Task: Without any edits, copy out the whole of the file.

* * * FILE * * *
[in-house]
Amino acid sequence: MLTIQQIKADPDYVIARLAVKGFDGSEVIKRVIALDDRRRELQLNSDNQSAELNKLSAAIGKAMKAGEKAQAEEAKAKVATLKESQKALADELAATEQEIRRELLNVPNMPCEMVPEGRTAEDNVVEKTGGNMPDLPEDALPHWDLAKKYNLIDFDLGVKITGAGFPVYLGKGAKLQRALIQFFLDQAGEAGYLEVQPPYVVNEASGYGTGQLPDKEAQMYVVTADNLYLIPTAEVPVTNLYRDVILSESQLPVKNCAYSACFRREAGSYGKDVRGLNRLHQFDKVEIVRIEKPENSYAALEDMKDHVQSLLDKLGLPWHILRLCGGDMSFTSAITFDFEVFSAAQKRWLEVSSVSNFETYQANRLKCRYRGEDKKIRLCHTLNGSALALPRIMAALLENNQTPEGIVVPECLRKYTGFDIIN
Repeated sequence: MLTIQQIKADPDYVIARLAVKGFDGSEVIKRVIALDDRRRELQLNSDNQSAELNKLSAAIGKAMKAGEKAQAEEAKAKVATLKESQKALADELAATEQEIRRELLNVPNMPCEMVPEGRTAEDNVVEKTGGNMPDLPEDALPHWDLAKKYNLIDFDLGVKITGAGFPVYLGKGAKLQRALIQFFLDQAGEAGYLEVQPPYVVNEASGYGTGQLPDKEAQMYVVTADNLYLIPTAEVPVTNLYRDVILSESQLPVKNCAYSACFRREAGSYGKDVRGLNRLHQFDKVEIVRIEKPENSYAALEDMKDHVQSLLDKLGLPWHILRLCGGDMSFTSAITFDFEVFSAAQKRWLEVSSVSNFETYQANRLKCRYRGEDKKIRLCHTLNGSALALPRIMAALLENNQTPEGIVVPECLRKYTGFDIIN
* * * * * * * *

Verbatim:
[in-house]
Amino acid sequence: MLTIQQIKADPDYVIARLAVKGFDGSEVIKRVIALDDRRRELQLNSDNQSAELNKLSAAIGKAMKAGEKAQAEEAKAKVATLKESQKALADELAATEQEIRRELLNVPNMPCEMVPEGRTAEDNVVEKTGGNMPDLPEDALPHWDLAKKYNLIDFDLGVKITGAGFPVYLGKGAKLQRALIQFFLDQAGEAGYLEVQPPYVVNEASGYGTGQLPDKEAQMYVVTADNLYLIPTAEVPVTNLYRDVILSESQLPVKNCAYSACFRREAGSYGKDVRGLNRLHQFDKVEIVRIEKPENSYAALEDMKDHVQSLLDKLGLPWHILRLCGGDMSFTSAITFDFEVFSAAQKRWLEVSSVSNFETYQANRLKCRYRGEDKKIRLCHTLNGSALALPRIMAALLENNQTPEGIVVPECLRKYTGFDIIN
Repeated sequence: MLTIQQIKADPDYVIARLAVKGFDGSEVIKRVIALDDRRRELQLNSDNQSAELNKLSAAIGKAMKAGEKAQAEEAKAKVATLKESQKALADELAATEQEIRRELLNVPNMPCEMVPEGRTAEDNVVEKTGGNMPDLPEDALPHWDLAKKYNLIDFDLGVKITGAGFPVYLGKGAKLQRALIQFFLDQAGEAGYLEVQPPYVVNEASGYGTGQLPDKEAQMYVVTADNLYLIPTAEVPVTNLYRDVILSESQLPVKNCAYSACFRREAGSYGKDVRGLNRLHQFDKVEIVRIEKPENSYAALEDMKDHVQSLLDKLGLPWHILRLCGGDMSFTSAITFDFEVFSAAQKRWLEVSSVSNFETYQANRLKCRYRGEDKKIRLCHTLNGSALALPRIMAALLENNQTPEGIVVPECLRKYTGFDIIN